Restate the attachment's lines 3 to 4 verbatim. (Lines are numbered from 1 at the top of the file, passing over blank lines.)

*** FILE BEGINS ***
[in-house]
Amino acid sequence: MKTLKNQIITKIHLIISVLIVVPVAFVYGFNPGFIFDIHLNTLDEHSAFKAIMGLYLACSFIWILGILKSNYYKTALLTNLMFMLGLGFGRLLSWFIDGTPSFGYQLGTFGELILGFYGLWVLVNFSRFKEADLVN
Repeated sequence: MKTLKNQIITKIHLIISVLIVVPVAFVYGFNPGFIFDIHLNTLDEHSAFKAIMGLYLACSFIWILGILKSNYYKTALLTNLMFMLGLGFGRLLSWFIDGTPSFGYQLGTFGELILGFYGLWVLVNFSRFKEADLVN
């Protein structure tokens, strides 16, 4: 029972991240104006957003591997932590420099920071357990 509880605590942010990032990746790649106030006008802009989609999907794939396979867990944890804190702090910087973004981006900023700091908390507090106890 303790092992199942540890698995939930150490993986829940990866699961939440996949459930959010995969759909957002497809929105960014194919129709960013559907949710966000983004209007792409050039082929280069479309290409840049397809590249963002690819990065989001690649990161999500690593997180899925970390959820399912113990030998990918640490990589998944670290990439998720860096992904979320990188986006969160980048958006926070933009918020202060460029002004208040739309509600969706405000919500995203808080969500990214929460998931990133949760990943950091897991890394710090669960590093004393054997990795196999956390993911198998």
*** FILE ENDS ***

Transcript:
Repeated sequence: MKTLKNQIITKIHLIISVLIVVPVAFVYGFNPGFIFDIHLNTLDEHSAFKAIMGLYLACSFIWILGILKSNYYKTALLTNLMFMLGLGFGRLLSWFIDGTPSFGYQLGTFGELILGFYGLWVLVNFSRFKEADLVN
């Protein structure tokens, strides 16, 4: 029972991240104006957003591997932590420099920071357990 509880605590942010990032990746790649106030006008802009989609999907794939396979867990944890804190702090910087973004981006900023700091908390507090106890 303790092992199942540890698995939930150490993986829940990866699961939440996949459930959010995969759909957002497809929105960014194919129709960013559907949710966000983004209007792409050039082929280069479309290409840049397809590249963002690819990065989001690649990161999500690593997180899925970390959820399912113990030998990918640490990589998944670290990439998720860096992904979320990188986006969160980048958006926070933009918020202060460029002004208040739309509600969706405000919500995203808080969500990214929460998931990133949760990943950091897991890394710090669960590093004393054997990795196999956390993911198998």